SEATTLE (AP) – Despite hours of police coaxing, a man refused to leave his perch near the top of an 80-foot tall sequoia tree in downtown Seattle Wednesday morning.
Authorities were alerted to the unidentified man in the tree around 11 a.m. Tuesday and he was still clinging to its branches at 7 a.m. Wednesday, more than 20 hours later.
“Issue appears to be between the man and the tree,” Seattle police tweeted.
The department’s tweet was just part of the online commotion the incident sparked, with new Twitter accounts dedicated to it and the hashtag #ManInTree trending on Twitter and Facebook.
The man’s treetop sitting has also attracted onlookers on the street below and a local TV station livestreamed video of the man online as he dozed, shouted and knocked around a stick. The reporter and cameraman could be heard repeatedly telling passers-by that the man was indeed still in the tree.
“It is quite a spectacle, honestly,” police spokesman Patrick Michaud told The Seattle Times.
Michaud said police want to make sure the man can get down without hurting himself or someone else and added that rushing it could create a dangerous situation. Police have said he appears to be suffering from a crisis and has been yelling intermittently.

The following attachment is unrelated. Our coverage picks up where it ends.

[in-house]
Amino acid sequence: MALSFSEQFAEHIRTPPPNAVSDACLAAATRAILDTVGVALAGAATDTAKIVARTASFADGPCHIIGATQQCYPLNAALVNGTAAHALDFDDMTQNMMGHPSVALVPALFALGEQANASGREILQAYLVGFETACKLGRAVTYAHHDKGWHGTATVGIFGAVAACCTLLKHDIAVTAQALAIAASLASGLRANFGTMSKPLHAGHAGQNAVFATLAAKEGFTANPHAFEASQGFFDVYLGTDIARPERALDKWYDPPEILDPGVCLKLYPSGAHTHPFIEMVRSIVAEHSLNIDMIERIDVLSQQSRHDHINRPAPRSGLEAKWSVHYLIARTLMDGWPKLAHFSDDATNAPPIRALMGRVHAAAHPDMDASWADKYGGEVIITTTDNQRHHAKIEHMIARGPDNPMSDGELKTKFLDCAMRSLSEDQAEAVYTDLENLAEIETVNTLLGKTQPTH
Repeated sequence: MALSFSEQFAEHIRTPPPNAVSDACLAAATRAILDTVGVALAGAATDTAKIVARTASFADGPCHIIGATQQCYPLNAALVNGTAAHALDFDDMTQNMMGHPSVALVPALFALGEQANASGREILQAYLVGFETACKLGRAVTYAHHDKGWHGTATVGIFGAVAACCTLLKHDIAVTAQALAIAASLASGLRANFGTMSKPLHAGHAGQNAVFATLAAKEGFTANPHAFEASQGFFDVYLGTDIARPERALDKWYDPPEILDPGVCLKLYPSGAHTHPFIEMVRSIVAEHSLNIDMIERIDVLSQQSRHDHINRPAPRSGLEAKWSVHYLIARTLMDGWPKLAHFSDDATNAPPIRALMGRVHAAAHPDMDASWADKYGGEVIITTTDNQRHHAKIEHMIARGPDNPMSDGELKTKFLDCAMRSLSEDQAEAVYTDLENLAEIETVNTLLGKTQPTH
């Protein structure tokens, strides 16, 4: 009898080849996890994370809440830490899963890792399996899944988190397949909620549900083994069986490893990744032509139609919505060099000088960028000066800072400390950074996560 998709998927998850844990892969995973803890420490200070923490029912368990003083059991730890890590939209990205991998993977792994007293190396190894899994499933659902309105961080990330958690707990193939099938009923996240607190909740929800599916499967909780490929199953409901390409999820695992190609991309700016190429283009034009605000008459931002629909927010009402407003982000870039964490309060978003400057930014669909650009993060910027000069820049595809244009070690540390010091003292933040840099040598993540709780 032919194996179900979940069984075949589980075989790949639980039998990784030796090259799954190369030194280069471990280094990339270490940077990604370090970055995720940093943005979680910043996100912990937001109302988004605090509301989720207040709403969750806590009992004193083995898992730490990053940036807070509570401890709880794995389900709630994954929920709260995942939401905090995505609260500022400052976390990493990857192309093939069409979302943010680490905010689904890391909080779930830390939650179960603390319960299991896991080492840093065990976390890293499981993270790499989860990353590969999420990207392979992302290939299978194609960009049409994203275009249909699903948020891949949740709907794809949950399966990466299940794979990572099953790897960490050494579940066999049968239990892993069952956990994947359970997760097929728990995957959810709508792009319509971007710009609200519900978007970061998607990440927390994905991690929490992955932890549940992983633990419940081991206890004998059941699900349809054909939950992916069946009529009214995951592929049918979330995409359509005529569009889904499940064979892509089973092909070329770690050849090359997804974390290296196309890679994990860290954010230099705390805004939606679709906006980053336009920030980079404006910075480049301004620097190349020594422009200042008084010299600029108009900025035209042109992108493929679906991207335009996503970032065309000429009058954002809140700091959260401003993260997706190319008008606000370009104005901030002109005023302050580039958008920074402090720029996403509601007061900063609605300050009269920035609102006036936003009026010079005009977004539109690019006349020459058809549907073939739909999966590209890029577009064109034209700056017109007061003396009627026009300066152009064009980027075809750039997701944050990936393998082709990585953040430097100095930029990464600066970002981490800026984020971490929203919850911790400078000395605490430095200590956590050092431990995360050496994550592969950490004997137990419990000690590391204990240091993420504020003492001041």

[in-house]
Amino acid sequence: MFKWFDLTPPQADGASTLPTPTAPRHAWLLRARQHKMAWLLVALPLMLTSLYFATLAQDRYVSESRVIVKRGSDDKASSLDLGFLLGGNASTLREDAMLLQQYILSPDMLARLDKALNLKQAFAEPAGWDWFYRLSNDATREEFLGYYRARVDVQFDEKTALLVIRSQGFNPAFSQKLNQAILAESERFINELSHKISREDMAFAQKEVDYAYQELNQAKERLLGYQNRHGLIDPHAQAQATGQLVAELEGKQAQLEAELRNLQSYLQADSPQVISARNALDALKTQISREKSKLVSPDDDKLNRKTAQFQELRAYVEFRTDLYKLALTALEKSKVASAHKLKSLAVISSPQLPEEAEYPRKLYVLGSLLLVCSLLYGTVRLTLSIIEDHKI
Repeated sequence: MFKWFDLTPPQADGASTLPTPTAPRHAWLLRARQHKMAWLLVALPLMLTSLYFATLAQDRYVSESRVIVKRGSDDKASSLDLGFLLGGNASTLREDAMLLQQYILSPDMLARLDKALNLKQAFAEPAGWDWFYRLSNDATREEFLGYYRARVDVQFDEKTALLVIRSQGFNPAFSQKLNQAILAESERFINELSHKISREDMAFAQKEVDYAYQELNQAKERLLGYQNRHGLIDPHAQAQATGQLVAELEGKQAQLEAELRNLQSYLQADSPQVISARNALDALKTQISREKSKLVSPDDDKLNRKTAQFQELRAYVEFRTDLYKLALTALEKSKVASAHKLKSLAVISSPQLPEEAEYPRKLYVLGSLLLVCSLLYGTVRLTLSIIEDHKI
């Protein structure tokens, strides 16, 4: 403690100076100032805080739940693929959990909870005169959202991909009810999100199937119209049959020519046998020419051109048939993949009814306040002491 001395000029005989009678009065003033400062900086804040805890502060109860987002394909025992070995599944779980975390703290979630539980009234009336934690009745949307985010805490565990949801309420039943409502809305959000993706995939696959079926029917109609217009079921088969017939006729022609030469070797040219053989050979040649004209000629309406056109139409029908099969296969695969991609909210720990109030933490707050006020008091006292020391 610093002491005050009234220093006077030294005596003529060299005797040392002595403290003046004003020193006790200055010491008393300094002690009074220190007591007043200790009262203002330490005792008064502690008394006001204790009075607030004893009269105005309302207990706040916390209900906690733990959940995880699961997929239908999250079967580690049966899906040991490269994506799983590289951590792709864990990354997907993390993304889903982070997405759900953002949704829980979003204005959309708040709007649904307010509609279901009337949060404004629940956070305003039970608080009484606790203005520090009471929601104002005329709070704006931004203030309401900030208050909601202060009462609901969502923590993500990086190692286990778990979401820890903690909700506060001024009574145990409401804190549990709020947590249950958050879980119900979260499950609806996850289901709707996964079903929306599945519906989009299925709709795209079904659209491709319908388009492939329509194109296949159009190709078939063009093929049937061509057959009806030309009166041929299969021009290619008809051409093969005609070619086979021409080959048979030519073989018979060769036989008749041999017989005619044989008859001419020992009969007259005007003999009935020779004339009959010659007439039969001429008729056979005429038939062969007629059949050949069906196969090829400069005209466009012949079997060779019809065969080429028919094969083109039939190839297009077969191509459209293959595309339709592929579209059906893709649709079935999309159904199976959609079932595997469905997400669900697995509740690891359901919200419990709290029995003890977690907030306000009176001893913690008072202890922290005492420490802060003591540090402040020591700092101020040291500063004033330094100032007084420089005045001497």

Seattle police say when authorities arrived at the base of the lofty conifer next to Macy’s department store, the man refused to speak with them and threw an apple at medics.
The man, appearing disheveled with a large beard, longer hair and a red knit hat he dropped during the day, has also ripped multiple branches from the tree and tossed them at the ground and at negotiators, who caught many of them.
The man scrambled down toward the bottom just before 9 p.m. Tuesday, but soon made his way back up, snapping branches along the way.
By Tuesday afternoon, police said traffic was being tied up as officials closed nearby roads as a precaution.
Negotiators with assistance from the Seattle Fire Department were on a fire truck ladder tried to talk the man down from the tree Tuesday night.
Seattle Department of Transportation officials will review the health of the tree, believed to have been there since the 1970s, once the incident is resolved, police said.